January 2021 saw a short squeeze in shares of video game retailer GameStop (GME) that was triggered by a community of retail investors from the Reddit forum r/wallstreetbets. This event forced short seller investment management firms and hedge funds to cover their positions at significant losses. A turmoil occurred when some brokers temporarily restricted buy orders on January 28th. The alleged catalysts of this particular event can also be read in the realm of fintech innovations with limitations on digital platforms that are willing to empower small investors.
Why would a stock be halted?
Putting aside the thoughtful debate around the existence of short selling, the fundamental analysis of a company and the question as to who is allowed to play in the stock market “casino”, the key focus here is about what happened on January 28th and the alleged conflict of interest involving Robinhood and Citadel Securities.
Amid the market frenzy that saw GameStop hit its all-time high of $483 last Thursday – approximately 188 times its 52 weeks low of $2.57 – the online broker Robinhood was blamed by its retail investor users of blocking buy orders of several volatile stocks including GameStop (GME), BlackBerry Limited (BB) and AMC Entertainment Holdings (AMC), hence limiting their rise in value as expected by the subreddit members. Representatives of Robinhood justified this measure as being a result of increased collateral requirements from clearing houses when settling the exchange between cash and securities.
What retail investors could not overlook though were the allegations of conflict of interest involving Citadel Securities, one of Wall Street biggest player’s. This leading global market maker was said to have given instructions to its business partner Robinhood to temporarily halt trading of GME in order to limit damages for hedge funds that were shorting the stock, reported The Wall Street Journal. Even though both companies denied these claims, GME stock lost 60% in value during that trading day.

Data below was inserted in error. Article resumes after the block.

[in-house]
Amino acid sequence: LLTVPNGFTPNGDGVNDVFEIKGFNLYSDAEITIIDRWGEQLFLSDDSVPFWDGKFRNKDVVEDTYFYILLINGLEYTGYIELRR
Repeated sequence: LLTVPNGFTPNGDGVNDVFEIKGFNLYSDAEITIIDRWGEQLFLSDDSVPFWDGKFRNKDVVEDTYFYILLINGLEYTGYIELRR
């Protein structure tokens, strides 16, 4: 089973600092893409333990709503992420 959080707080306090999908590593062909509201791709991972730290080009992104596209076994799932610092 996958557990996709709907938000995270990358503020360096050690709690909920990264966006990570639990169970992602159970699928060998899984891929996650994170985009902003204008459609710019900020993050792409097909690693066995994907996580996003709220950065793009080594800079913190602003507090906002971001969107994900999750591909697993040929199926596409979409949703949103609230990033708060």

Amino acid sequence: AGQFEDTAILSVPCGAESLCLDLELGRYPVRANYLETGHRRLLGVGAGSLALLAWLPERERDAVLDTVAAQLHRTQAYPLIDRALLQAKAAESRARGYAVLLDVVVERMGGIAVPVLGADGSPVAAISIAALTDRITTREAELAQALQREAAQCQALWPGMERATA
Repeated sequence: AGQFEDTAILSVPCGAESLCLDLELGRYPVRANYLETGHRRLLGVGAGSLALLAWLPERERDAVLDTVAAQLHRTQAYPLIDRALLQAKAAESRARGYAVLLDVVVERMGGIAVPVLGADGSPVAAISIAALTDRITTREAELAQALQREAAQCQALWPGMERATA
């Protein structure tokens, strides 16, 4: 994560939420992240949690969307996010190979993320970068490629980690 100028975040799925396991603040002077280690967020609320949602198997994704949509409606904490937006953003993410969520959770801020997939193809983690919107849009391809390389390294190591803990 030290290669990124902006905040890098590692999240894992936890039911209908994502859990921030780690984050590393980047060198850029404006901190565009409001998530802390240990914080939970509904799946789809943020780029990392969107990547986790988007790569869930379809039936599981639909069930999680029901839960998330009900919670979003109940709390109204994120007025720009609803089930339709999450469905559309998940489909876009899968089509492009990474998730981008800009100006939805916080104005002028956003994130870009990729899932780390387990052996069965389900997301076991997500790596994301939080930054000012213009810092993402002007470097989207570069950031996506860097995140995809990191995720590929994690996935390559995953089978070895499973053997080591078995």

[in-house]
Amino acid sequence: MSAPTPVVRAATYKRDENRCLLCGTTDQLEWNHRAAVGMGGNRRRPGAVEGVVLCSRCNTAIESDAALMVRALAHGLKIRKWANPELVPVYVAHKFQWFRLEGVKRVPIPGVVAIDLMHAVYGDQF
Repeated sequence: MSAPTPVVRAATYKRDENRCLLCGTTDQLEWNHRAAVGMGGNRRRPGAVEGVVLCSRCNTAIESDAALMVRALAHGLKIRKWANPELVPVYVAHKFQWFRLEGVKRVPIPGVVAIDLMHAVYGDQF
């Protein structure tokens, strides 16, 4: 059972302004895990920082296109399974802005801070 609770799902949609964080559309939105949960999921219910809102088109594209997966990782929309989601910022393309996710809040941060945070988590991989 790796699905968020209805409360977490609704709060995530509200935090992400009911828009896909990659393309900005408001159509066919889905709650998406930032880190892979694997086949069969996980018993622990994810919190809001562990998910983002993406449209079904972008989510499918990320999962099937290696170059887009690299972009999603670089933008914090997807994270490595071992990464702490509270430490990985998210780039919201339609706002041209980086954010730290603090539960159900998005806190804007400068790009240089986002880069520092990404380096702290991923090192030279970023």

Online trading platforms seen as democratising forces
It is crucial to understand the business relationship between Robinhood (a key player in the fintech industry) and Citadel Securities (an American hedge fund and high-speed trader).
Robinhood is an online stock trading platform for retail investors that provides zero-commission trading alternatives as its foremost service. This broker works with market-making third parties like Citadel Securities because it cannot execute its clients’ trades right away. However, Robinhood opted for a controversial practice called ‘payment for order flow’ where Citadel Securities pays fees to Robinhood to gain access to real-time information about retail trading patterns, even before actually executing these trades. “Because it is a closely held company, Robinhood does not disclose how much of its total revenue comes from order-flow payments”, reported The Washington Post.
Now the potential discrepancies between order flows and retail brokerages is just the reflection of some definite limitations of this pioneering yet booming industry. Is it about regulations? Is the fear of these new brokerage platforms going bankrupt through liquidity legitimate? Is there room for innovation to step up? The answer to the latter remains open.
Fintech innovations and small investors
The fintech industry is highly competitive as illustrated by the billions of dollars being invested by long-established banks and new participants in order to move financial services to digital platforms. Swissquote and TWINT are key contributors in Switzerland.
New players are now switching to digital wallets around the world.
According to ARK Invest Big Ideas Report 2021, digital wallets could represent a $4.6 trillion opportunity by 2025 in the US as they are in the dawn of a new age, penetrating traditional financial services such as brokerage. The number of digital wallet active users is now even higher than the number of deposit account holders at the largest traditional banks in the US thanks to lower customer acquisition costs. This competitive edge mainly comes from savvy marketing strategies and peer-to-peer payment ecosystems, reports the investment firm.
“Digital wallets could serve as lead generation platforms for commercial activity beyond financial products.” ARK Invest Big Ideas Report 2021
As a conclusion, technology keeps transforming the financial services industry. The impact of fintech innovations on retail investors is also gaining momentum. One thing is for sure though, the paradigm is shifting and this market opportunity is genuine.
Innovation Time Genève
Last modified: 2 février 2021